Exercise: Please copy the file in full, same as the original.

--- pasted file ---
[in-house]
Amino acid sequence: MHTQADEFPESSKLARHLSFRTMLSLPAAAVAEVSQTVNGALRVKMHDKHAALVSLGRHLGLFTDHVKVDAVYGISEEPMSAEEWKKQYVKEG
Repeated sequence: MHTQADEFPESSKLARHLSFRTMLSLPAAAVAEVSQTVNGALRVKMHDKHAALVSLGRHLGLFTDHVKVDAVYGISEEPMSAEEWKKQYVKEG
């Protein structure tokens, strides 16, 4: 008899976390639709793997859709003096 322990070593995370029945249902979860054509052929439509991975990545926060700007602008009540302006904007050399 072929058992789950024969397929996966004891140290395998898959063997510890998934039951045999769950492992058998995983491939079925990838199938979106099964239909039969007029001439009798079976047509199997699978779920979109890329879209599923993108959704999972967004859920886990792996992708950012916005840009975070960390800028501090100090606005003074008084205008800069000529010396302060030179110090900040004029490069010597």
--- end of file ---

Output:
[in-house]
Amino acid sequence: MHTQADEFPESSKLARHLSFRTMLSLPAAAVAEVSQTVNGALRVKMHDKHAALVSLGRHLGLFTDHVKVDAVYGISEEPMSAEEWKKQYVKEG
Repeated sequence: MHTQADEFPESSKLARHLSFRTMLSLPAAAVAEVSQTVNGALRVKMHDKHAALVSLGRHLGLFTDHVKVDAVYGISEEPMSAEEWKKQYVKEG
């Protein structure tokens, strides 16, 4: 008899976390639709793997859709003096 322990070593995370029945249902979860054509052929439509991975990545926060700007602008009540302006904007050399 072929058992789950024969397929996966004891140290395998898959063997510890998934039951045999769950492992058998995983491939079925990838199938979106099964239909039969007029001439009798079976047509199997699978779920979109890329879209599923993108959704999972967004859920886990792996992708950012916005840009975070960390800028501090100090606005003074008084205008800069000529010396302060030179110090900040004029490069010597």